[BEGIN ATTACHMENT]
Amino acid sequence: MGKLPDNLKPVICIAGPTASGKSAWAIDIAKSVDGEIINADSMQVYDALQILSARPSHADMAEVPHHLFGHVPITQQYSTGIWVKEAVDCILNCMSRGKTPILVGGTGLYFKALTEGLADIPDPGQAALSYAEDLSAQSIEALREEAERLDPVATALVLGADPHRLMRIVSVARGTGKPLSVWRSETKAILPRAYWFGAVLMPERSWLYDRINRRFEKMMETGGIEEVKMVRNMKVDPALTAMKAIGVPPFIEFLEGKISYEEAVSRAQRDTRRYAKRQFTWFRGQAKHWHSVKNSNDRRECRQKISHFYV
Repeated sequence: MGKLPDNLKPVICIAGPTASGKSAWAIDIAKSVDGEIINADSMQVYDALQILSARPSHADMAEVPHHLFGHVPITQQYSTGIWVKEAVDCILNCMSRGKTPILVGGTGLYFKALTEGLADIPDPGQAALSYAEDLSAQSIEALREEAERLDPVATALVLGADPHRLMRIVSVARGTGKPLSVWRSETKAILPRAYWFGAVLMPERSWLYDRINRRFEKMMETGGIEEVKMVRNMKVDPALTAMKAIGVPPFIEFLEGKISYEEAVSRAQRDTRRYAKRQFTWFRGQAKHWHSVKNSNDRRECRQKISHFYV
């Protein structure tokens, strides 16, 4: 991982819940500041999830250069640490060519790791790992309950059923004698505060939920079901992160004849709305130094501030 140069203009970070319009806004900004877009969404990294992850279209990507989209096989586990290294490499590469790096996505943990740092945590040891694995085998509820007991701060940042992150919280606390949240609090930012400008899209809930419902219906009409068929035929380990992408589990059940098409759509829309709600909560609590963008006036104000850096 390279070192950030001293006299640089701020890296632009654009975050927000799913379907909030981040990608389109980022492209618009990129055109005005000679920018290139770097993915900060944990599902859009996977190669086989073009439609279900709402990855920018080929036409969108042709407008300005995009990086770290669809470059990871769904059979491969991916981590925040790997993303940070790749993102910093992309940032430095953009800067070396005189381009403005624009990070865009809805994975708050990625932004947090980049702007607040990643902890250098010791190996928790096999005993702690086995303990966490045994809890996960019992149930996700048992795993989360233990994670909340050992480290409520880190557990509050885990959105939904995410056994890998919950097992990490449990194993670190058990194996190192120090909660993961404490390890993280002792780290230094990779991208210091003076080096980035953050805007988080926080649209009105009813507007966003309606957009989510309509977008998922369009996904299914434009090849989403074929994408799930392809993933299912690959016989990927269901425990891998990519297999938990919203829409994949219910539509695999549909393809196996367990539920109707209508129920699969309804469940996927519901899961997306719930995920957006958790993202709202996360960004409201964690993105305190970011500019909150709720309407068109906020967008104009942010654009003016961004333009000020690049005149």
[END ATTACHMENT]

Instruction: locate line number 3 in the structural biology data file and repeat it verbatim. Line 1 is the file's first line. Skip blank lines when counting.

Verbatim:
């Protein structure tokens, strides 16, 4: 991982819940500041999830250069640490060519790791790992309950059923004698505060939920079901992160004849709305130094501030 140069203009970070319009806004900004877009969404990294992850279209990507989209096989586990290294490499590469790096996505943990740092945590040891694995085998509820007991701060940042992150919280606390949240609090930012400008899209809930419902219906009409068929035929380990992408589990059940098409759509829309709600909560609590963008006036104000850096 390279070192950030001293006299640089701020890296632009654009975050927000799913379907909030981040990608389109980022492209618009990129055109005005000679920018290139770097993915900060944990599902859009996977190669086989073009439609279900709402990855920018080929036409969108042709407008300005995009990086770290669809470059990871769904059979491969991916981590925040790997993303940070790749993102910093992309940032430095953009800067070396005189381009403005624009990070865009809805994975708050990625932004947090980049702007607040990643902890250098010791190996928790096999005993702690086995303990966490045994809890996960019992149930996700048992795993989360233990994670909340050992480290409520880190557990509050885990959105939904995410056994890998919950097992990490449990194993670190058990194996190192120090909660993961404490390890993280002792780290230094990779991208210091003076080096980035953050805007988080926080649209009105009813507007966003309606957009989510309509977008998922369009996904299914434009090849989403074929994408799930392809993933299912690959016989990927269901425990891998990519297999938990919203829409994949219910539509695999549909393809196996367990539920109707209508129920699969309804469940996927519901899961997306719930995920957006958790993202709202996360960004409201964690993105305190970011500019909150709720309407068109906020967008104009942010654009003016961004333009000020690049005149």